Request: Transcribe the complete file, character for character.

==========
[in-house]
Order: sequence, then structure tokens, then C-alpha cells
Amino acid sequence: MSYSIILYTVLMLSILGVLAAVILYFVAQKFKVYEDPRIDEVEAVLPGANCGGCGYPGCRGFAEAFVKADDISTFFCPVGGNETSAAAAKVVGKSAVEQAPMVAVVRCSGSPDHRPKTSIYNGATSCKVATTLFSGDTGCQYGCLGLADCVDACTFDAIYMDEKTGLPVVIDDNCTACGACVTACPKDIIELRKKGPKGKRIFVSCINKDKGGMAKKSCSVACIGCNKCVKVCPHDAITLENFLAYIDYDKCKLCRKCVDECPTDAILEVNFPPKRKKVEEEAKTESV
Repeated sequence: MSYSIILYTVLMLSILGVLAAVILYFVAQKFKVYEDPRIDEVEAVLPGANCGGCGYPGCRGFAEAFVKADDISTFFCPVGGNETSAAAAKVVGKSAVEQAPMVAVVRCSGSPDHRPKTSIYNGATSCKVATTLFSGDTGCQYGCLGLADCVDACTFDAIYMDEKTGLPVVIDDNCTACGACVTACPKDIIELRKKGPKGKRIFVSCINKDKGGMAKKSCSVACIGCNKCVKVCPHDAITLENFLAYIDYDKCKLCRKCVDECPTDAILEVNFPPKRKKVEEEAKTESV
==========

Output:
[in-house]
Order: sequence, then structure tokens, then C-alpha cells
Amino acid sequence: MSYSIILYTVLMLSILGVLAAVILYFVAQKFKVYEDPRIDEVEAVLPGANCGGCGYPGCRGFAEAFVKADDISTFFCPVGGNETSAAAAKVVGKSAVEQAPMVAVVRCSGSPDHRPKTSIYNGATSCKVATTLFSGDTGCQYGCLGLADCVDACTFDAIYMDEKTGLPVVIDDNCTACGACVTACPKDIIELRKKGPKGKRIFVSCINKDKGGMAKKSCSVACIGCNKCVKVCPHDAITLENFLAYIDYDKCKLCRKCVDECPTDAILEVNFPPKRKKVEEEAKTESV
Repeated sequence: MSYSIILYTVLMLSILGVLAAVILYFVAQKFKVYEDPRIDEVEAVLPGANCGGCGYPGCRGFAEAFVKADDISTFFCPVGGNETSAAAAKVVGKSAVEQAPMVAVVRCSGSPDHRPKTSIYNGATSCKVATTLFSGDTGCQYGCLGLADCVDACTFDAIYMDEKTGLPVVIDDNCTACGACVTACPKDIIELRKKGPKGKRIFVSCINKDKGGMAKKSCSVACIGCNKCVKVCPHDAITLENFLAYIDYDKCKLCRKCVDECPTDAILEVNFPPKRKKVEEEAKTESV